Novocaine, a local anesthetic

Novocain is the more well-known commercial name for procaine hydrochloride, which is a commonly used local anesthetic. It is frequently used in dentistry as a numbing agent. While procaine is the technical name of the drug, because of the commonness of the name Novocain, it is often generically referred to as novocaine. Novocaine was created in 1905 and introduced into medical use shortly thereafter, replacing the commonly used local anesthetic cocaine. Unlike cocaine, novocaine does not have addictive or euphoric qualities and is therefore significantly safer and less likely to be abused. It is occasionally blended with street drugs like cocaine and MDMA, however, a mix which may be life-threatening. While other anesthetics have become preferable for different medical procedures, novocaine remains a commonly used local anesthetic for dental treatments.


Novocaine or other local anesthetics are often used for dental procedures like filling dental cavities or removing the wisdom teeth. Novocaine works by suppressing the nervous system so that the nerves do not transmit pain signals to the brain. Novocaine usually takes about 5 to 10 minutes to take effect, and the numbness it creates usually lasts from 30 to 60 minutes, depending on the amount used. Dosage depends on the type of procedure and the size and location of the treatment site; areas with a larger number of nerve endings require a larger dosage. Because its effects don’t last very long, it may be combined with other drugs, like epinephrine, to prolong the numbing effect. About one in 5,000 people have a genetic condition that causes the effects of novocaine to last significantly longer than usual.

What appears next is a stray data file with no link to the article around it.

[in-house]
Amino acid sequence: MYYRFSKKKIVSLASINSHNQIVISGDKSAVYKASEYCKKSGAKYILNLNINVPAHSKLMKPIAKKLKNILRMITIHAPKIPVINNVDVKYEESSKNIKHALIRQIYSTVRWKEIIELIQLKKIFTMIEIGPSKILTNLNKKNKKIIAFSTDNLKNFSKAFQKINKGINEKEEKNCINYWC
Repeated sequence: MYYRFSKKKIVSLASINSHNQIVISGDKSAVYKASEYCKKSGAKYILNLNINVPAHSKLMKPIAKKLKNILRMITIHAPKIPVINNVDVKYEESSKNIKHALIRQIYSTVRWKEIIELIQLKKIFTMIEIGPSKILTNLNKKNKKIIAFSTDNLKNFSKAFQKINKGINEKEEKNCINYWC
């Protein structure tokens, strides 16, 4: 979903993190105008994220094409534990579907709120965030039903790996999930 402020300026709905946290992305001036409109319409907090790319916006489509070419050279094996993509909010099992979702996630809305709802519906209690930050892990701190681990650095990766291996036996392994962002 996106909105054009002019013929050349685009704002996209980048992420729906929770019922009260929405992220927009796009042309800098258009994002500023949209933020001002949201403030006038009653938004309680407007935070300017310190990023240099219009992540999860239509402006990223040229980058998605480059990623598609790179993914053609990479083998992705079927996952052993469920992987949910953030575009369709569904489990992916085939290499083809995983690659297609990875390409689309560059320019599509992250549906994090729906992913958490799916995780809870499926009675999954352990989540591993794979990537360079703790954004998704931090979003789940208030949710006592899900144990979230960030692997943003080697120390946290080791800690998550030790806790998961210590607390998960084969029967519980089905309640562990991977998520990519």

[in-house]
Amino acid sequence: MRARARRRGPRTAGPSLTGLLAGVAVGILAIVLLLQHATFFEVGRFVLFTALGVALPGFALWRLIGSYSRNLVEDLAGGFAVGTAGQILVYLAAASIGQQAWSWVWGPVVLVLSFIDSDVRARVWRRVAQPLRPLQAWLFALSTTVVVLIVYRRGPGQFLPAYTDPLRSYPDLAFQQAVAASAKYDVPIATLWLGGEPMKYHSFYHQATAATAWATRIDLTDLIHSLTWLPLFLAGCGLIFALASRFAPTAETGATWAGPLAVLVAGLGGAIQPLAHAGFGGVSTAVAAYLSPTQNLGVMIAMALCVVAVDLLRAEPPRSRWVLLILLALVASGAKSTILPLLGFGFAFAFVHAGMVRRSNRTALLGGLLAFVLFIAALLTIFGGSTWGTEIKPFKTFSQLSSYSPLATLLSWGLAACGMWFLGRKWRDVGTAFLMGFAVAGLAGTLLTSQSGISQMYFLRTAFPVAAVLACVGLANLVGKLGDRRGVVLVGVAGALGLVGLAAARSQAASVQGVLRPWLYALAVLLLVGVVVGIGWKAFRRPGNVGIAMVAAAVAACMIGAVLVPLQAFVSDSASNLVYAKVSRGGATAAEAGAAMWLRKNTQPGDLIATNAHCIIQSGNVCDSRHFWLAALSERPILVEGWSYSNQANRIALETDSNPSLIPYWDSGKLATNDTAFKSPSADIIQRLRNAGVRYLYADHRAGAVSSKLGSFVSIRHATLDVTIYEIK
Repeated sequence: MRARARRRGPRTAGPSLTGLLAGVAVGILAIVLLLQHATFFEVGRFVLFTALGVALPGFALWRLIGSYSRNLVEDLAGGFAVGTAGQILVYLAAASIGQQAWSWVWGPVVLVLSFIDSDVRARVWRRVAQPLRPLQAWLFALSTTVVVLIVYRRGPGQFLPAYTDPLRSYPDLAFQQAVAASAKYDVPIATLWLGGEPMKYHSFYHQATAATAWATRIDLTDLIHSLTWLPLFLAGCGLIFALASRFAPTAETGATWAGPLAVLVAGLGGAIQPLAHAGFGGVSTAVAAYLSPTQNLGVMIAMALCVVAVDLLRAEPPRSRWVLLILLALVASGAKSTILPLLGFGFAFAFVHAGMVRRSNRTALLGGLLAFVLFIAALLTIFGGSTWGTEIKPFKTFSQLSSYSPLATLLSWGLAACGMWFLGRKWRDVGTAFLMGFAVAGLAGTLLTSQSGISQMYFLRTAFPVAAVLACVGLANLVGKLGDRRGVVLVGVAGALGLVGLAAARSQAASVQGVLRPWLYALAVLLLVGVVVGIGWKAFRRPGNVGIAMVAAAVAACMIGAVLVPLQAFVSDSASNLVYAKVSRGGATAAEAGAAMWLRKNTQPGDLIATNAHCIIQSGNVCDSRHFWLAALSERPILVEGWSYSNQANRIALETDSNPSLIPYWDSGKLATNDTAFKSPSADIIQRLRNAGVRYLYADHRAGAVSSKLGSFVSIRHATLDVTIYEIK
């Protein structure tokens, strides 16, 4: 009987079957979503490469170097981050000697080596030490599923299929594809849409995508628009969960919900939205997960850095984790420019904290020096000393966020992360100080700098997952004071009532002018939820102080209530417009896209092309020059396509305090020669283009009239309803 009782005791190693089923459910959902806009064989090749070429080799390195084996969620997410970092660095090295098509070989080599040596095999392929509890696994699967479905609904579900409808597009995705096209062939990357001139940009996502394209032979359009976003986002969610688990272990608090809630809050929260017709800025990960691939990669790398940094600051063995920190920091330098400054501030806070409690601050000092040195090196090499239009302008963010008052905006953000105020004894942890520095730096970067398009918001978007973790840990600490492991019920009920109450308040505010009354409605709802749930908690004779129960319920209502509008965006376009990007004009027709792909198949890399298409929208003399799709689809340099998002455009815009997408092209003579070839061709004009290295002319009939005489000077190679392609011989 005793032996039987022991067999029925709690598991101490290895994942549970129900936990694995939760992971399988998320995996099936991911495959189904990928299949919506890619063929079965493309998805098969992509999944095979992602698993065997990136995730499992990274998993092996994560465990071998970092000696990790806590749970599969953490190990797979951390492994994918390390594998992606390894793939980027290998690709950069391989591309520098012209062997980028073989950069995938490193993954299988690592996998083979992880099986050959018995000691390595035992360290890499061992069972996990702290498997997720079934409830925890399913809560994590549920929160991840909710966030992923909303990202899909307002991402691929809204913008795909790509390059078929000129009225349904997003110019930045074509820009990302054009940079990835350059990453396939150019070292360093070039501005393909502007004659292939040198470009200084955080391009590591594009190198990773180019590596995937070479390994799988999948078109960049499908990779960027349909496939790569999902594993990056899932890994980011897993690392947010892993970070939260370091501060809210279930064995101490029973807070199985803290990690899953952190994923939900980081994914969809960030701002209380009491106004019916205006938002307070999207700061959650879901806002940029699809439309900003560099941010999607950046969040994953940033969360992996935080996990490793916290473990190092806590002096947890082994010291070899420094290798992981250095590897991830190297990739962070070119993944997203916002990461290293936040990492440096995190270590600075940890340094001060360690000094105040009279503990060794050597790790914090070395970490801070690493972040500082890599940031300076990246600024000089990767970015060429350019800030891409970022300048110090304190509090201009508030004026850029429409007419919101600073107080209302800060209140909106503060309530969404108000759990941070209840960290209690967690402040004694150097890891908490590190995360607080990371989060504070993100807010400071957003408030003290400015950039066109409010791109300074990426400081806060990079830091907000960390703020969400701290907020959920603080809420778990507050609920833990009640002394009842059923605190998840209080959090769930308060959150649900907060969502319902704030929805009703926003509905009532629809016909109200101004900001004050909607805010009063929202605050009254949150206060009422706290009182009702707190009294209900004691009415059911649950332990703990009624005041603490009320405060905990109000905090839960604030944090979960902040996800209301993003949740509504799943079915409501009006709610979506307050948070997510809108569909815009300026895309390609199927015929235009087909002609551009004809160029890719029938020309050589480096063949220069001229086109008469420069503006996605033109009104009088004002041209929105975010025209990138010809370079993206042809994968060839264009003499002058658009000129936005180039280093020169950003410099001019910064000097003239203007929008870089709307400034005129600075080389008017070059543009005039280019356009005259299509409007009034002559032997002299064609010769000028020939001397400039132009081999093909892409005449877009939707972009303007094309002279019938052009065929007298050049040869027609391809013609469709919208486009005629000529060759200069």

While novocaine is considered a very safe drug, it is possible to overdose on it. This happens incredibly rarely, however, both because of the precision of dentistry and because relatively little novocaine is needed to be effective, especially when combined with epinephrine. Novocaine is injected into the body, usually the gums, which may sting or burn. In patients with dental anxiety or anxiety about needles, dentists may administer nitrous oxide before injecting novocaine, to reduce fear and induce relaxation. In the area of the injection site, you may feel a tingling sensation or mild soreness as the numbing effects of novocaine wear off. Side effects of novocaine may include numbness or tingling, headaches, dizziness or drowsiness, muscle twitches, and minor pain where the injection occurred. In cases of allergic reaction, which is rare, patients may experience itching, hives, difficulty breathing, swelling, of loss of consciousness. Allergic response is estimated to occur in about 1 out of every 500,000 injections and may be more common in certain ethnic groups, due to a deficiency of enzymes that help metabolize certain types of anesthetics. Novocaine may also not be recommended for patients with liver or heart problems, problems with clotting, any neuromuscular disorders, or other significant medical conditions; be sure to discuss any health problems you may have with your dentist in advance of any procedure. It is also unknown whether novocaine can harm fetuses in utero or whether it passes through breast milk.